Are Herringbone Floors Expensive to Install?
Asked by Mike S., Arlington Heights, IL
Herringbone Floors are Beautiful but Pricey
Find out why herringbone floors require a big investment and why you shouldn't go for this floor, unless you have the funds to do it right...
Yes, installing herringbone floors will run you way more than installing a regular straight hardwood floor.
There are few reasons that make installing a herringbone floor pricier, and I will outline below, only a couple of them, mostly because of space issues.
Much Bigger Waste Factor on Both Materials and Time
The waste factor on a straight hardwood floor installation, can be kept fairly low by an experienced floor installer, since the left over from every board used to end a row, can and should be used to start a new row.
On a herringbone floor, however, the end as well as the begining of every row, is a triangle, that gets smaller and smaller as you approach the wall.
Since the lenght of all the herringbone floor boards is identical, cutting boards to fit the "triangle" will result in big left over pieces.
One way to reduce the waste factors, would be to cut and use a board more than once, which is possible to a certain extent. However, that is time consuming and, since time is always money, what you save on materials, you are very likely to spend on labor.
Installing Herringbone Wood Floors, Requires Real Craftsmen
Herringbone floors are expensive floors.
With this being said, the last thing you wanna do is, spend a small fortune on herringbone wood flooring, and have some wanna be hardwood flooring contractor install it.
There are so many things that can go wrong when installing a hardwood floor, if you choose the wrong flooring contractor, you are almost certainly heading for a disaster.
And, since good craftsmen are not many, the ones that are out there, are ussualy very busy. Since price is always an indication of supply and demand, the price of a good herringbone installer, is not small.
Just so you understand, what I'm talking about, here are some issues you are very likely to run into, if you choose to install the herringbone floors yourself, or choose some cheap floor installer to do it for you:
Starting with a straight line is a requirement, regardless of the type of wood floor you are about to install.
However, when it comes to herringbone floors, it is mandatory that you start with not just a straight line, but a perfectly straight line.
While that sounds easy to do, I can almost guarantee that, unless you are proficient with this type of installation, when doing both herringbone or chevron floors, you will be off the line, by at least 1/16th of an inch, before you put down your 5th or 6th board.
1/16", you say, that's nothing... Well, my friend, I'm here to tell you that, depending on the size of your room, your16th of the inch, could turn into a line that is a good inch or two, of the line you've originally snapped.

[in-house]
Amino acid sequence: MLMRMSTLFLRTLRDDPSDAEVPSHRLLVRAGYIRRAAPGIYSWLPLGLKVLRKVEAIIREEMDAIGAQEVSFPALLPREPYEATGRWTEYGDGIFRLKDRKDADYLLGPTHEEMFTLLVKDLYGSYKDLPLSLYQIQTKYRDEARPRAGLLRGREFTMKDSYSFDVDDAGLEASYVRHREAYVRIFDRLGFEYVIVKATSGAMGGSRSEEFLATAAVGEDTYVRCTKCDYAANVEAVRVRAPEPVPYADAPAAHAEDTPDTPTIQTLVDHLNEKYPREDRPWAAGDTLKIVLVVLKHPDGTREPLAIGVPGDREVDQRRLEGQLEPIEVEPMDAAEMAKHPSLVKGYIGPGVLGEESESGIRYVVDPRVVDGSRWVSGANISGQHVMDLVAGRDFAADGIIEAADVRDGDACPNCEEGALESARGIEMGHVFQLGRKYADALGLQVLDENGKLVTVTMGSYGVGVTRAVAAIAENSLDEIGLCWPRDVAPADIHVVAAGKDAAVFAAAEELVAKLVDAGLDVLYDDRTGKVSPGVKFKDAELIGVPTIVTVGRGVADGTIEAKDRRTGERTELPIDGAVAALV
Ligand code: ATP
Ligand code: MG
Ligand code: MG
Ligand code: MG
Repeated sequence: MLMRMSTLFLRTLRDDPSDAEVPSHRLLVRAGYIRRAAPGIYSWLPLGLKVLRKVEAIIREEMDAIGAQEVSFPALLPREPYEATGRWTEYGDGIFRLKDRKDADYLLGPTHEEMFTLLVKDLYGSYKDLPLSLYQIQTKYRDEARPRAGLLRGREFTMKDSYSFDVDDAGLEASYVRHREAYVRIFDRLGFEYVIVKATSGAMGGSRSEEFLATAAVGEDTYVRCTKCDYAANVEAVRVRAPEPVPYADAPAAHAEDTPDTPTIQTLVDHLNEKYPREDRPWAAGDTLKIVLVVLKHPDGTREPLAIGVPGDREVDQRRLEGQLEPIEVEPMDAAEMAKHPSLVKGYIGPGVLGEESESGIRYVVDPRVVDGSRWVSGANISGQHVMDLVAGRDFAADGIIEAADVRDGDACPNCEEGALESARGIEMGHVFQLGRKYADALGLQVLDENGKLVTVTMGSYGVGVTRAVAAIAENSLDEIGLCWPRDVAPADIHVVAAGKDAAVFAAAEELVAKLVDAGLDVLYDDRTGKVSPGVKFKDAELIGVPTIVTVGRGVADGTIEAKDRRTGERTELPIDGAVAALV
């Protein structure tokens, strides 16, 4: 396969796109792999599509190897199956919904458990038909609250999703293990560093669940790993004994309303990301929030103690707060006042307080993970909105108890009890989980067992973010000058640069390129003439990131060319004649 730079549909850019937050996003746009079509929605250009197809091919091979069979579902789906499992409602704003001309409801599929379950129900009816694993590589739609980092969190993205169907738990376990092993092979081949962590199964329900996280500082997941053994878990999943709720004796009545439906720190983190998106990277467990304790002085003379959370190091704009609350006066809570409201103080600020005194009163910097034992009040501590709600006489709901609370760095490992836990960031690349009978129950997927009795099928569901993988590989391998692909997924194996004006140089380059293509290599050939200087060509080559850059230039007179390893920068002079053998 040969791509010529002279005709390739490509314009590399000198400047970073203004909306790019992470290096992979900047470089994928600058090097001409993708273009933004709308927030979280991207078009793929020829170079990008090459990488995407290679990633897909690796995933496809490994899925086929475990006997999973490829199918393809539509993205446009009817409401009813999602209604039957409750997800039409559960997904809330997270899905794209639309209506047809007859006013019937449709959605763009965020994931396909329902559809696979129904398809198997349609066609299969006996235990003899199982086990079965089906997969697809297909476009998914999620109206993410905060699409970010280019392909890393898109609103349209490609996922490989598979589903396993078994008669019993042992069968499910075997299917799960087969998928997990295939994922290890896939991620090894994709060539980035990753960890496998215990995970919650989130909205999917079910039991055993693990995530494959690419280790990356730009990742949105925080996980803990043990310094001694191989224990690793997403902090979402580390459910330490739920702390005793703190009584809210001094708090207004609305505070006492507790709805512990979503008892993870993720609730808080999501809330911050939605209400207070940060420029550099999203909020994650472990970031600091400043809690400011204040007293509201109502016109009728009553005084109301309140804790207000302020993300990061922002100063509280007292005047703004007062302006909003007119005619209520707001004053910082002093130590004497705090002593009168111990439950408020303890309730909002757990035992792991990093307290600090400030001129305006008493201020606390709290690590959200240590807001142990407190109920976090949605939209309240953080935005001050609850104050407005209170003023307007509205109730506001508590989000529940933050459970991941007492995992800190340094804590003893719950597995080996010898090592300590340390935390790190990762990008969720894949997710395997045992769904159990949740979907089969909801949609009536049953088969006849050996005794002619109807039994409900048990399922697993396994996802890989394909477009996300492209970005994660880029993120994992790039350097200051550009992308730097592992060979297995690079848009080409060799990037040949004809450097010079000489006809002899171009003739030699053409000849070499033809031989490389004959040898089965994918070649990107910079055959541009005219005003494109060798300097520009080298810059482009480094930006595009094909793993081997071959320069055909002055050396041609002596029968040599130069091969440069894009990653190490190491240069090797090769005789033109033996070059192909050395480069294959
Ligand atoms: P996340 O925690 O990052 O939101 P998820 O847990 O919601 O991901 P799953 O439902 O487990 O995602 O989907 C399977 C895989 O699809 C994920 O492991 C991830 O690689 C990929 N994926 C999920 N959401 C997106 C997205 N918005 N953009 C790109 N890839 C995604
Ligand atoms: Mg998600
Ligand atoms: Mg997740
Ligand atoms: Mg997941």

And, if that looks bad on a straight wood floor installation, when it comes to herringbone installation, looks terrible.
Improper Tongue and Groove Connection
Herringbone boards are supposed to close at a 90 degree angle, and whenever that's done properly, the boards will lign-up perfectly on top of each other.
However, most people, have a hard time making the boards close at 90 degrees so, after strugling for a while, they will end up deciding that 89 degrees or so, works as well.
That 1 degree difference, will not allow the boards to close properly and, while an experienced contractor will recognize it immediately and correct the problem from the very begining, the person that doesn't know herringbone floors, will try to nail the heck out of it, untill the boards close without aparent gaps.
However, this task will require more and more hammering with every board installed, the very small gaps will get slightly bigger as they move forward with the installation, and by the end of the row, the gaps will be so big they will stand out like a sore thumb.
You would think that, by now, your flooring contractor will realise he's got a problem and remove the line, in order to start a new line, the right way. Think again.
Your flooring contractor, by now, is in a time crisis, and with his lack of knowledge, he will manage to convince himself that he can fix this problem as he moves forward.
Well, herringbone floors have a tendency to make the problems get worse as the installation goes on so, by the end of the project, both you and your contractor will regret making the choices you made with this project.
I could go on and on, about the issues that can be encountered with a herringbone floor, but I will stop here, hoping that I managed to convince you to start a herringbone project only if you can afford it.
Otherwise, please choose a more affordable floor. There are plenty of ways to make a floor unique, other than herringbone.